Howard beat Mets third baseman David Wright with five home runs in the final round of the derby. The two both his 18 home runs in the first two rounds combined to set up the showdown. Howard became the second Phillies player in two years to win the Derby. Bobby Abreu won it with 41 home runs last year, a record.
Howard nearly didn't make it out of the first round. The last batter to hit, Howard had four home runs with nine outs before hitting four consecutive homers to surpass Jermaine Dye of the White Sox for the fourth and final shot in the second round. In the second round, he hit his final four with eight outs to surpass Miguel Cabrera of the Marlins.
Howard hit his fifth in the final round with just five outs.
Wright, with teammate Paul Lo Duca on the mound, thrilled fans in the first round. A righty, Wright pounded shot after shot deep into the upper deck in left field. His 16 homers was the third most ever in the first round of a derby, behind Bobby Abreu and Ortiz in 2005, with 24 and 17 respectively.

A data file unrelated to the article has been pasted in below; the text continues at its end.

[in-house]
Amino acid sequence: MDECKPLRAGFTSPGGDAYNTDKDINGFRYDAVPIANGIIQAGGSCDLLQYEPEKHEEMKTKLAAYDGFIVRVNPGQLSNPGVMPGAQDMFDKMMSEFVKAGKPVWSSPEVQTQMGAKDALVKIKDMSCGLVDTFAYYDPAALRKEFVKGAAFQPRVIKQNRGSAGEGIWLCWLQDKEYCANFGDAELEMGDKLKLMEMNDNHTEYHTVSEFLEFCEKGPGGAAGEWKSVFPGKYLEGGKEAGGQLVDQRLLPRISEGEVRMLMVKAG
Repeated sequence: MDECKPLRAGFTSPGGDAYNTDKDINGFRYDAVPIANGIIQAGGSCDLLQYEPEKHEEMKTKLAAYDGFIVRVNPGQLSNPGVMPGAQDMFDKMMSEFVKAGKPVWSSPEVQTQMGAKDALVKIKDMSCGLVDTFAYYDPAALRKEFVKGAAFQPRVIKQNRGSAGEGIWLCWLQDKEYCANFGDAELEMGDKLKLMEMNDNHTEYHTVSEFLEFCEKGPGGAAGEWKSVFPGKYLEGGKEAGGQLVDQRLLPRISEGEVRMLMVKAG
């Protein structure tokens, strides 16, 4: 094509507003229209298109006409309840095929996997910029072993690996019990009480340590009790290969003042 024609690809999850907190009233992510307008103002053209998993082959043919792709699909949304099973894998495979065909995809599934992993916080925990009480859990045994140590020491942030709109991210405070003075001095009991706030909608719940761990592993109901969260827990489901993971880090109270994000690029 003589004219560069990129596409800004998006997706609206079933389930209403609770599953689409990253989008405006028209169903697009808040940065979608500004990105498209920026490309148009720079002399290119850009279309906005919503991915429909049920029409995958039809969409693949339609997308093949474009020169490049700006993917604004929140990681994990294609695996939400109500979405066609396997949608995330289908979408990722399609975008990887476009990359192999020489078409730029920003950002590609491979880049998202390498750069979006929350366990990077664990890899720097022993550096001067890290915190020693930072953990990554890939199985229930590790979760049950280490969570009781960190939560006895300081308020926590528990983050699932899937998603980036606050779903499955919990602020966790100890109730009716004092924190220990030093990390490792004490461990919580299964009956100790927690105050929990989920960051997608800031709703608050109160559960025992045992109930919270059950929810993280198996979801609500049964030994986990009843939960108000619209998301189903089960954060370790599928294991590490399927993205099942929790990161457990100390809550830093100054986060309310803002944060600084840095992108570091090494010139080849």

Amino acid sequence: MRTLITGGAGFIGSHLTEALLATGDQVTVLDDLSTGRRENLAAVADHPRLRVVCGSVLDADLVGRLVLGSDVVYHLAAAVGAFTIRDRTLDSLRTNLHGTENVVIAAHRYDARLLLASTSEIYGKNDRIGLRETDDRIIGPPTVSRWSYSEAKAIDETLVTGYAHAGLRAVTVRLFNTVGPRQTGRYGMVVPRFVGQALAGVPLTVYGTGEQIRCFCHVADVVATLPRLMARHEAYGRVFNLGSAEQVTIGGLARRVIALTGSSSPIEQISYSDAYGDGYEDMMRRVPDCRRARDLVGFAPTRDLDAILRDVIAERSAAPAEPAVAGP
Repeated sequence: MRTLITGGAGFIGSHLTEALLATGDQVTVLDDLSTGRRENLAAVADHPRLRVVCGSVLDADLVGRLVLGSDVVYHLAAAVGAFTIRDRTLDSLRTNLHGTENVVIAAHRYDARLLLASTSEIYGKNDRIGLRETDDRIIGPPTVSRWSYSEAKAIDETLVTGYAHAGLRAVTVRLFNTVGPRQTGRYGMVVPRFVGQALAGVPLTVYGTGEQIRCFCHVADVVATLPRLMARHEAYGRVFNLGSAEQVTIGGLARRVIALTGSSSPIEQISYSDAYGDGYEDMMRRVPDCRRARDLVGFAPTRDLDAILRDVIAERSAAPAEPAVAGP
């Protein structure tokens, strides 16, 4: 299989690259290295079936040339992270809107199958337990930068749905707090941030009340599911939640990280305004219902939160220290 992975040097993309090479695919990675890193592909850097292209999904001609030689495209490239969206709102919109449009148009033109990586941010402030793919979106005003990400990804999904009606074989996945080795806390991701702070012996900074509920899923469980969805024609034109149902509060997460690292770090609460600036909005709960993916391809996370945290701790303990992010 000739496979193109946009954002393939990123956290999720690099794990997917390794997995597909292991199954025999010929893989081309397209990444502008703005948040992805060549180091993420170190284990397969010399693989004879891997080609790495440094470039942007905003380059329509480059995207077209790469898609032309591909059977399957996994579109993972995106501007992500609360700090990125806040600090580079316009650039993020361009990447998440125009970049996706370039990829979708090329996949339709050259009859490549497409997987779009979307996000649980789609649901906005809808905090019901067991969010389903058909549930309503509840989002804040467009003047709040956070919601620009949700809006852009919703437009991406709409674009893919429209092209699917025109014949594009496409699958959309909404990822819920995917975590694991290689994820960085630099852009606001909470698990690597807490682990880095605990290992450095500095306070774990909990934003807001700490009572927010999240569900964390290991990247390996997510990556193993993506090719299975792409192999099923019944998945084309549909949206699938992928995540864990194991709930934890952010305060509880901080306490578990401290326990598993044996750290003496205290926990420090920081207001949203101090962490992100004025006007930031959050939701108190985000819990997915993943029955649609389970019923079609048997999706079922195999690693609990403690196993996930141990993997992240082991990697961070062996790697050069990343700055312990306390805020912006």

Wright tired in round two. After two home runs on his first two swings, he made ten straight outs. He hit four home runs in the final round.
David Ortiz bashed 10 homers in round one, including four into Allegheny River, 460 feet to right field. His longest shot traveled an estimated 488 feet.
Ortiz was eliminated after hitting three second-round homers.
Eliminated after the first round were Dye, Orioles shortstop Miguel Tejada, Astros first baseman Lance Berkman, Blue Jays third baseman Troy Glaus.
Dye hit seven home runs, including two that appeared to land in the first row of left field.
Tejada, who hit 17 home runs in the first half, led off and never got into a groove leading off. He finished with three.
Berkman, who hit 24 homers in the first half, hit the first ball into the Allegheny. Berkman struggled to elevate the ball and finished with three as well.
Glaus, who was blanked in his last try at the Home Run Derby in 2001, hit a mammoth shot down the left field line for his first homer. Unfortunately, it was his sole home run as several of his other shots fell at the warning track.
Pirates second baseman Bill Mazeroski, who hit the famous walk-off home run at Pittsburgh's old Forbes Field in the 1960 World Series, threw out the first pitch.